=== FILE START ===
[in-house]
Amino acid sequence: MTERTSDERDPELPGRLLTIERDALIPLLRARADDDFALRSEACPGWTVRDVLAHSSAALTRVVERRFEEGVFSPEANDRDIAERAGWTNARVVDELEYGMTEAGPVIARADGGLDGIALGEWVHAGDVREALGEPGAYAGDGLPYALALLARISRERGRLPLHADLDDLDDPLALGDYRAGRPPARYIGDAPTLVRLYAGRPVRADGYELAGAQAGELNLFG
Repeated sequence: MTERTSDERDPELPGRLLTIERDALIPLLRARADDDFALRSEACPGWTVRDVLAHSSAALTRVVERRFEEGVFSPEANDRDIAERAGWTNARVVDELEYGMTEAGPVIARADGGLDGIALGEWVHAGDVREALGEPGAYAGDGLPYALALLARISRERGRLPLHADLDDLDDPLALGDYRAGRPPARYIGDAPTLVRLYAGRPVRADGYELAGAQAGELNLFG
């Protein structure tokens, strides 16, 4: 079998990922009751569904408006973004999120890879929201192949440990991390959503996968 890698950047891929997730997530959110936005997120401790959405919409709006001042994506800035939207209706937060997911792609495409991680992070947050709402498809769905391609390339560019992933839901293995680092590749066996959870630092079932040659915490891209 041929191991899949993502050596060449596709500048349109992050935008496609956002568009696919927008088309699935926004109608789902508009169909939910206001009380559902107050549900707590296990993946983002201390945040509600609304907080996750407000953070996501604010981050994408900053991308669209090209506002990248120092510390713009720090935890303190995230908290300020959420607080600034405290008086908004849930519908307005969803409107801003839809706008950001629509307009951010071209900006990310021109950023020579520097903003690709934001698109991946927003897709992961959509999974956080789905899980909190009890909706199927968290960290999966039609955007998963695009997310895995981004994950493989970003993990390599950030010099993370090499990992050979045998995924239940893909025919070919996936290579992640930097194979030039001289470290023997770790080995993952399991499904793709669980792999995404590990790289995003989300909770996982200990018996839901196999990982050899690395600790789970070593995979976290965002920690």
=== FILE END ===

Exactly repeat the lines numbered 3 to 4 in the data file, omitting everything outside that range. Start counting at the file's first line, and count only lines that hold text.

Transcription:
Repeated sequence: MTERTSDERDPELPGRLLTIERDALIPLLRARADDDFALRSEACPGWTVRDVLAHSSAALTRVVERRFEEGVFSPEANDRDIAERAGWTNARVVDELEYGMTEAGPVIARADGGLDGIALGEWVHAGDVREALGEPGAYAGDGLPYALALLARISRERGRLPLHADLDDLDDPLALGDYRAGRPPARYIGDAPTLVRLYAGRPVRADGYELAGAQAGELNLFG
């Protein structure tokens, strides 16, 4: 079998990922009751569904408006973004999120890879929201192949440990991390959503996968 890698950047891929997730997530959110936005997120401790959405919409709006001042994506800035939207209706937060997911792609495409991680992070947050709402498809769905391609390339560019992933839901293995680092590749066996959870630092079932040659915490891209 041929191991899949993502050596060449596709500048349109992050935008496609956002568009696919927008088309699935926004109608789902508009169909939910206001009380559902107050549900707590296990993946983002201390945040509600609304907080996750407000953070996501604010981050994408900053991308669209090209506002990248120092510390713009720090935890303190995230908290300020959420607080600034405290008086908004849930519908307005969803409107801003839809706008950001629509307009951010071209900006990310021109950023020579520097903003690709934001698109991946927003897709992961959509999974956080789905899980909190009890909706199927968290960290999966039609955007998963695009997310895995981004994950493989970003993990390599950030010099993370090499990992050979045998995924239940893909025919070919996936290579992640930097194979030039001289470290023997770790080995993952399991499904793709669980792999995404590990790289995003989300909770996982200990018996839901196999990982050899690395600790789970070593995979976290965002920690």